The founding 1919 programme of Benito Mussolini’s Fasci di Combattimento and the revised postulates adopted at its 2nd Congress of May 1920
Following on from the formal founding of the Fasci di Combattimento at San Sepolcro in March 1919, the nascent Fascist movement began to come into its own, beginning its first organized attempts at street activism and engaging in its first violent raids against the Milan offices of Socialist newspaper Avanti! (of which Mussolini had previously been editor). At this point the closest thing the Fasci had to an official platform was contained in Mussolini’s San Sepolcro speeches; there was thus a need to publish a proper statement, an actual organized platform which would clearly spell out the Fascists’ goals and worldview. The result was the famous 1919 programme, first published in Mussolini’s newspaper Il Popolo d’Italia on June 6 and later distributed to the membership in manifesto format. This programme is fairly well-known today, mostly for its more moderate and ‘left-wing’ demands – as with the San Sepolcro speeches, its content reflected that Fascism was still for all intents and purposes mostly just a political expression of national-syndicalist ideals. Two events helped shift this stance further ‘right’ over the next year: the collapse of d’Annunzio’s rule in Fiume (transferring many of his supporters to Mussolini), and most especially the devastating results of the 1919 general election, where the Fascists were almost crippled as a result of their embarrassing rout by the Socialists and the Catholic Popolari. When the Fasci met in Milan for their 2nd Congress in May, 1920, there was thus an identified need to address and refine their existing programme in recognition of its inability to garner support. While Mussolini warned the delegates in a speech against drifting into conservatism and alienation from the workers, he and the other Fascists nonetheless voted in favor of adopting the Postulates outlined further below, with the movement adopting a more ‘flexible’ stance on issues such as republicanism, the Church, and industry. As Mussolini put it in a speech to the Congress: “We must not sink the bourgeois ship, but get inside it and expel its parasitic elements.” This new approach would prove a tactical success – by the end of 1921 a movement which had been almost wiped out by the 1919 election loss had swelled to a vital 250,000 members.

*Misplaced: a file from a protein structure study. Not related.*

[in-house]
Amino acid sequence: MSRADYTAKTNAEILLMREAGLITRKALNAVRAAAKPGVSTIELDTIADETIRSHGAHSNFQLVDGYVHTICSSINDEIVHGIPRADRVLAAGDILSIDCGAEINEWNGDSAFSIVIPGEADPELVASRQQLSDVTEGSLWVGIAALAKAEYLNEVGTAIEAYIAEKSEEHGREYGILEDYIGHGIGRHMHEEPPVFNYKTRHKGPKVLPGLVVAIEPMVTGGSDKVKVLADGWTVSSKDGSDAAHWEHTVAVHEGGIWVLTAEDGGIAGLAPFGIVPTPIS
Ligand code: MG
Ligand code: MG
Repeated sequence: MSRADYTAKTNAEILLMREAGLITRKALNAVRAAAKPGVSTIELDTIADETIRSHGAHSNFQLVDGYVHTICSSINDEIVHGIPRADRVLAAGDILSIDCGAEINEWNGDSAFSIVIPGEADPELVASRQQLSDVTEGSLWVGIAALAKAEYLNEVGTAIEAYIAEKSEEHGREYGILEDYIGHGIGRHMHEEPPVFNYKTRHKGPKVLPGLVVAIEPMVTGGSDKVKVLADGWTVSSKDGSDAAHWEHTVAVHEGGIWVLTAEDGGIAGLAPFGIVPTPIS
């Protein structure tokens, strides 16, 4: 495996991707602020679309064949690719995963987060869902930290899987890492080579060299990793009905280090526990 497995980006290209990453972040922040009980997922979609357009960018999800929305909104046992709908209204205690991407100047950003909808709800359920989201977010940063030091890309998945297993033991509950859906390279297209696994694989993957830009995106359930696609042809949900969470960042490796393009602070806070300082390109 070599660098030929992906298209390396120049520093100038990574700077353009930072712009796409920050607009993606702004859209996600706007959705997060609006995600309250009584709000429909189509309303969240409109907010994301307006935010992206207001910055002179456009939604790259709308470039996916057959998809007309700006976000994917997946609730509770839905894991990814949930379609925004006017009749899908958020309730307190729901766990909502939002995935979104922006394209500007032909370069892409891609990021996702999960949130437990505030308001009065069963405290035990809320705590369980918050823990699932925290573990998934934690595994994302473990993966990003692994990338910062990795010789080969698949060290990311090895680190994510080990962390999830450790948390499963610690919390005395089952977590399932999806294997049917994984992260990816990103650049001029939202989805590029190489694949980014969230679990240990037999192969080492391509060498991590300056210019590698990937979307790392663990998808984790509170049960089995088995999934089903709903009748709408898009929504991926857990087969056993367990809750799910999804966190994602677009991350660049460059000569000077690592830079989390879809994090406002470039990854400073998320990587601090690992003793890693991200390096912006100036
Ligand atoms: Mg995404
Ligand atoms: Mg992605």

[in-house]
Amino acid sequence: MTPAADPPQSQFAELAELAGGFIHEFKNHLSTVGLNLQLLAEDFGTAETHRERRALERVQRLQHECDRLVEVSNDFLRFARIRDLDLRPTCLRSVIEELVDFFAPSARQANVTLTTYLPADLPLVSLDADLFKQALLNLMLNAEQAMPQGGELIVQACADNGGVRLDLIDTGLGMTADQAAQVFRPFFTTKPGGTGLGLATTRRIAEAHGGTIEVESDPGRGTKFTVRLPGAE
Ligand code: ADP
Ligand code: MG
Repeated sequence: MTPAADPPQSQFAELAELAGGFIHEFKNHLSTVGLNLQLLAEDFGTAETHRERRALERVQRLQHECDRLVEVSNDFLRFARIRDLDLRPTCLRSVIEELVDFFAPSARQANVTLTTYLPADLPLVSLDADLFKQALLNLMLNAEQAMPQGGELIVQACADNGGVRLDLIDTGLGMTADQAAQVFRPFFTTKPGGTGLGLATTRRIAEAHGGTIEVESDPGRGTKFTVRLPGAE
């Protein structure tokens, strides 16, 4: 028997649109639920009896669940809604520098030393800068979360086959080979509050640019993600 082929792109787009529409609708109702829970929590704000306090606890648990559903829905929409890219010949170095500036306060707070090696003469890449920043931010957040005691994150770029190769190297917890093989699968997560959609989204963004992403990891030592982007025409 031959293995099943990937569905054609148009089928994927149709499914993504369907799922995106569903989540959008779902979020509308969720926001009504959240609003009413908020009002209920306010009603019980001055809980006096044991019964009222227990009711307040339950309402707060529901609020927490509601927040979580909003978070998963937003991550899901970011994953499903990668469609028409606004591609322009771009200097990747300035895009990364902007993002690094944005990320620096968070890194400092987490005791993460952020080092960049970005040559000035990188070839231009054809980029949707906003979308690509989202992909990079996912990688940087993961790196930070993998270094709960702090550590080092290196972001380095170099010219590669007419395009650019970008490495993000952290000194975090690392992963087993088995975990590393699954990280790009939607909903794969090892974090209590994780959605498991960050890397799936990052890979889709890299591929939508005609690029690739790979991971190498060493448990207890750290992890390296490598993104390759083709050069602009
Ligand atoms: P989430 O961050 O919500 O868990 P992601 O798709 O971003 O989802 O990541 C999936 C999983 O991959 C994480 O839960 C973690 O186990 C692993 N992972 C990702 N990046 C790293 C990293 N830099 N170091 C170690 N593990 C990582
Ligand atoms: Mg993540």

Italian Fasci di Combattimento
MILAN – Via Paolo da Cannobbio, 37 – Telephone 7156
First published in Il Popolo d’Italia, June 6, 1919
This is the national program of a movement that is soundly Italian.
Revolutionary, because it is antidogmatic and antidemagogic; strongly innovative, because it ignores a priori objections.
We regard the success of the revolutionary war as standing above everything and everybody.
The other problems – bureaucracy, administration, judiciary, school system, colonies, etc. – we shall consider after we have created a new ruling class.
Consequently, WE INSIST UPON:
For the political problem:
(a) Universal suffrage with a system of voting by list, with proportional representation, and woman suffrage and eligibility for office.
(b) Reduction of the age of voters to eighteen years; and that of eligibility for membership in the Chamber of Deputies to twenty-five years.
(c) Abolition of the Senate.
(d) Convocation of a National Assembly to sit for three years, its primary task to be the establishment of a new constitutional structure for the state.
(e) Formation of National Technical Councils for labor, industry, transportation, public health, communications, etc., to be elected by either professional or trades collectivities, and provided with legislative powers and the right to elect a Commissioner General who shall have the powers of a Minister. Continue reading